Owners, crew and passengers of any vessel visiting Bermuda must ensure they and their vessel are in compliance with local environmental legislations and guidelines.
Ships should also be familiar with Bermuda’s Ship Environmental Policy.
Please ensure you are aware of the following requirements and considerations for the each stage of your visit to Bermuda.
- Before You Arrive
- Upon Arrival
- While You Are Here
Before You Arrive
Please bunker with Ultra-Low Sulphur Diesel (i.e. less than 15 ppm sulphur) before heading for Bermuda.
Failure to do so could lead to poor air quality within the various marinas, should boats need to operate their generators for electrical power, thereby violating our Clean Air Regulations.
Superyacht Waste Notification Form
Visiting superyachts must declare the amount and type of waste to be deposited in Bermuda 24-hours prior to arrival using the Waste Notification Form.
A ‘superyacht’ is a vessel that is certified to carry 15 people or more and is subject to the conventions of the International Maritime Organization (IMO)
This form should be used for all wastes including but not limited to: waste oil, bilge water, sewage, plastic, paper, food waste, ash and medical wastes.
All animals arriving in Bermuda must be accompanied by the following:
- Copy of their import permit
- Their original health certificate (issued within the 10 days prior to animal’s arrival), which includes the identity, contact information and signature of the issuing veterinarian.
- A properly endorsed CITES document (only required for an animal of an endangered species)
Please see Importing Animals into Bermuda for more details.
Animals arriving without the proper documentation will be immediately returned to their point of origin.
Fruits and Vegetables
Certain fresh fruits and vegetables are considered High Risk Produce or are from a High Risk Areas and are restricted entry into Bermuda.
You must Apply for a Permit to Import Fresh Plant Produce (Fruits and Vegetables) if you wish to import any high-risk produce.
The following items are prohibited entry:
- Fresh, unfrozen corn on the cob
- Fresh, untreated, unfrozen carrots
- Fresh, unfrozen sweet potatoes
- Fresh, unfrozen mangoes, papaya, guavas, and other fruit-fly hosts that are not hot-water treated or irradiated
- Fresh, unfrozen citrus fruit (i.e. oranges, lemons, mandarins, grapefruit, limes, etc) from either Florida or NON-US countries
- Fresh or unfrozen avocados originating from Mexico, Central or South America or the Caribbean which are not in compliance with southern US port entry requirements.
- Any fruit or vegetable or other agricultural item originating from countries in which the Hibiscus (Pink) mealybug, Maconellicoccus hirsutus, has been reported. This includes Africa, Australia, ALL Caribbean Islands, the Far East, Florida, Guatemala, Hawaii, India and the Middle East.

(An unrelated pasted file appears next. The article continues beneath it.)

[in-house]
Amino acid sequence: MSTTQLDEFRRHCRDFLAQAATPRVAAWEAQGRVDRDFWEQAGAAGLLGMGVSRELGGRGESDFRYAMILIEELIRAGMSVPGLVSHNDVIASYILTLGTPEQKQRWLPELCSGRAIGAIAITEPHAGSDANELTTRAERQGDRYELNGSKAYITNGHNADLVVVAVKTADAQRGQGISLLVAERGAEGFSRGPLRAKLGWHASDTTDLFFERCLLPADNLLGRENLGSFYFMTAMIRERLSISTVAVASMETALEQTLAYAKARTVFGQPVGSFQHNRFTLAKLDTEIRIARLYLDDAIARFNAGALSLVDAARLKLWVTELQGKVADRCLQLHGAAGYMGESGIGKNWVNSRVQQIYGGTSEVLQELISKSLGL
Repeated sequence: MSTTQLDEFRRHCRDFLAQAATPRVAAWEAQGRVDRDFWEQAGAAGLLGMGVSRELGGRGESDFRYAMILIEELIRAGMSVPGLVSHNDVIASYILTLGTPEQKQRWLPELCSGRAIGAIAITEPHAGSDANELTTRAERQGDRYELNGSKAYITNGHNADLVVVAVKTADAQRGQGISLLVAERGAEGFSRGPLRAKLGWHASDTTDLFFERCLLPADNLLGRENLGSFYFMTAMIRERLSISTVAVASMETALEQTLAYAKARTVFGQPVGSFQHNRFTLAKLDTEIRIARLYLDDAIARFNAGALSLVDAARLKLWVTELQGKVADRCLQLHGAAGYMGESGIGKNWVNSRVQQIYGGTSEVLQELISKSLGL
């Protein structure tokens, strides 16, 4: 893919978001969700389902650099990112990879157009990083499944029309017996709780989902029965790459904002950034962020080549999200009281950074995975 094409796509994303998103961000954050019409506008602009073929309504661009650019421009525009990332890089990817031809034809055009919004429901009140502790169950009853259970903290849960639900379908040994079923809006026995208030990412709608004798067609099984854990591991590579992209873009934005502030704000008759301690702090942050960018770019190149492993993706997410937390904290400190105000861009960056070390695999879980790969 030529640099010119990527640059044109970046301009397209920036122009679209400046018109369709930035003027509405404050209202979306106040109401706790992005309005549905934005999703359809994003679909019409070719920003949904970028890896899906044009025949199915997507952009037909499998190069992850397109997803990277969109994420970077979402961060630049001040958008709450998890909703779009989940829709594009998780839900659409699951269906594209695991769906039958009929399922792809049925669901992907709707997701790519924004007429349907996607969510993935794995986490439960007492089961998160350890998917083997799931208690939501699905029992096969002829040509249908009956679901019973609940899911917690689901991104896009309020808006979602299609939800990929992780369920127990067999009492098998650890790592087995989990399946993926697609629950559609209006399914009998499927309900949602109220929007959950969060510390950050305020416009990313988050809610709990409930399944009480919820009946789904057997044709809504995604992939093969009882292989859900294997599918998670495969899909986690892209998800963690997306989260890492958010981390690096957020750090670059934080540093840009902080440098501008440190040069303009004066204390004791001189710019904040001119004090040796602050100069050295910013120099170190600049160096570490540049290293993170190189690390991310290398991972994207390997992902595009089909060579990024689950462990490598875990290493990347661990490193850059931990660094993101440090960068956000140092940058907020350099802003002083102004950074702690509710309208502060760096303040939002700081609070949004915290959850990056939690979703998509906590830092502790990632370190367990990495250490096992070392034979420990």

Plants imported into Bermuda must be free from harmful pests and diseases.
The following plants are prohibited entry into Bermuda:
- Palm trees, leaves and other products and parts of the palm family. (De-husked coconuts and dates (fruit) are permitted). Palm trees for decoration are NOT permitted on board.
- Oleander (Nerium spp.) plants and flowers
- Banana, plantains (Musa spp.) plants. Fruit is permitted.
- Hibiscus (Hibiscus spp.) plants and flowers
Flowers, Floral Greens and Decorations
The importation of all floral material is restricted to local florists and must comply with the established importation protocols and procedures (including declaration of each incoming shipment, clearance through H.M. Customs, authorization of release from H.M. Customs and inspection by the DENR).
Floral material imported in contravention of the regulatory procedures will be confiscated and destroyed upon arrival.
SOIL IS NOT PERMITTED ENTRY. Used vehicles and other items contaminated with soil must, under NO CONDITIONS be landed in Bermuda
Other Regulated Commodities:
Please contact the Department of Environment and Natural Resources (DENR) for the importation requirements for firewood, plants, plant products, bulbs, potting media, pesticides and other agricultural items.
Please notify the DENR if bees, wasps or other hitchhikers have travelled into Bermuda’s waters with the vessel.
Superyacht Waste Notification Form
Visiting superyachts shall use a certified waste contractor to dispose of the waste once alongside.
Contact a shipping agent for more details.
When the waste is removed the boat owner shall retain the waste transfer note received from the waste contractor. See the Ship Waste Disposal site for more details.
Please ensure you have all the necessary documentation for your pet before arriving in Bermuda.
Fruits and Vegetables
Do not import any of the prohibited fruits, vegetables, and other plants and flowers referred to above. Please ensure you have the necessary permit for any restricted produce.
While You Are Here
Superyachts shall not discharge untreated sewage within 12 nautical miles from the nearest land.
Smaller yachts shall abide by the Sewage Management for Boat Owners and shall use either shore-based pump out facilities or shall only discharge sewage when beyond 500 metres from the nearest point of land and when completely outside of enclosed water bodies such as the Great Sound, Little Sound, Harrington Sound and Castle Harbour.